04 February 2010

what a difference *almost* a decade makes...

it seems that i'm *finally* getting some familial support for this whole book-writing thing i'm doing.

my parents are thrilled that i'm pursuing an agent. my dad hasn't read a single word of my manuscript, and my mom hasn't read anything in a while, but they have faith in me because i'm their little girl and because this is my dream.

my sister told me that she's proud of me (years earlier, she told me i'd be living in a box if i pursued this) and nearly gave me a heart attack. tonight she told me that she's excited for me.

i know that the failure rate is about 99.9%. but i've never been good at doing things that are easy. i'm one of those silly people who realized that life is too short not to do what you love, and what i love is writing, hands down. so rather than work a job i hate in order to make money, i'm working a job i love that pays me nothing but allows me a LOT of writing/planning/reading/plotting time. if not for my current job, i still wouldn't be finished with my manuscript, let alone working on "final" edits (though no edit is truly "final" right?) and writing query letters.

i hatched the original concept for my manuscript when i was sixteen. i fell in love with the island of dr. moreau by wells and was so intrigued by the idea of it, but i wondered what it'd be like from the POV of an experiment. obviously, they had similar sensibilities as their human masters and they had their own hierarchies. but then the idea burst into my brain after a few days of mulling it over. dima was born, painstakingly. the skeleton outline formed in my brain. and then 4 years later, i actually got it right. a few times in that 4 years, i wanted to scrap the entire thing and focus on something else. a lot of ideas were swimming around in my brain, but dima was always at the front of that. i'd written about 1/3 of the book before i realized that i was totally wrong. and then another few rewrites showed me who my antagonist truly was. now, eight years later, i'm finally giving it the attention and love it deserves and actually feeling confident enough to show it to agents.

but don't get me wrong. while it's been a labor of love (and insanity), it's not my baby. it's one of many worlds in my head that i've tried to give life to, but i'm not in love with my words. i'm still cutting and adding and cutting some more, trying to view them as objectively as possible, wondering if i can make parts clearer, or deeper, or more concise. my AP english teacher taught me not to love my words (in fact, she made me despise words that year) but to nurture them and make them meaningful and contextual. she forced me to dig as deeply in myself as i could and come up with something better. always better. and honestly, i credit her with getting me to this point. without her tormenting me and bringing me to tears with nearly every friggin' paper, until i developed a thick enough skin and the skill set to avoid being ripped apart, i wouldn't have written what i've written, and i wouldn't know that i could do better. so yes. because of her, i've dug as deeply into myself as i could to bring out this labor of love and polish it into something meaningful (to me, at least) and give it depth. and now i feel as confident as i did when i handed something in to her that i knew would bring back an A. THAT is how i know i'm ready.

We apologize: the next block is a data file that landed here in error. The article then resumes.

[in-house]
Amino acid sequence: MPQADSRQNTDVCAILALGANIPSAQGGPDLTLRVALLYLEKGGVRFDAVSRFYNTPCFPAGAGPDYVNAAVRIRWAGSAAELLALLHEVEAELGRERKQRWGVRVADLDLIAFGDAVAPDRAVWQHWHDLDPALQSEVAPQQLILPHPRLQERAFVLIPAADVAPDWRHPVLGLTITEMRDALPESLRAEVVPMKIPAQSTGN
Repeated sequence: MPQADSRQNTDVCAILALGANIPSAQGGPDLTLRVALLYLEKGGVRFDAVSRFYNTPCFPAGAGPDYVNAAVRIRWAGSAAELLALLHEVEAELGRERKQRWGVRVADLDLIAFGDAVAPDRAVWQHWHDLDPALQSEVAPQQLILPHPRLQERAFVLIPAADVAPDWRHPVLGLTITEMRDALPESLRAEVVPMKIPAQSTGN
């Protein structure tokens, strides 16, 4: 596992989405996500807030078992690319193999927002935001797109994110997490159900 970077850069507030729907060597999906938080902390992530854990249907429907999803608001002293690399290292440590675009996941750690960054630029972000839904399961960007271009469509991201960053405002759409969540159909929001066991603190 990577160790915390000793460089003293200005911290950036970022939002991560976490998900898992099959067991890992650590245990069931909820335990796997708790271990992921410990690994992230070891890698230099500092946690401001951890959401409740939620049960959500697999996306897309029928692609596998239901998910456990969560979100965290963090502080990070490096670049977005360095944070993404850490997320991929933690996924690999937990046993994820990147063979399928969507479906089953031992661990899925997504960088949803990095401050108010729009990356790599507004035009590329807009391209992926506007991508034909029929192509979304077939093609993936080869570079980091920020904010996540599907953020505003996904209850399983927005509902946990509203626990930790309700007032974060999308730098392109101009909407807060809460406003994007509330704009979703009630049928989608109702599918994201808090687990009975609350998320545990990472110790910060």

and as soon as i land an agent, i'm telling her.

4 comments:

Lindsey Himmler said...

GOOD LUCK!

Sounds like an interesting premise to be sure!

lexcade said...

thanks :)

christicorbett said...

Just found your blog today and I'm really liking it.

I love when family and friends finally get on board with your writing dreams.

Revisions...you have my sympathy. I think those are the worst part of writing.

Christi
http://christicorbett.wordpress.com

Lisa and Laura said...

Good luck!!! You've got a great concept and it's great that your family supports you!

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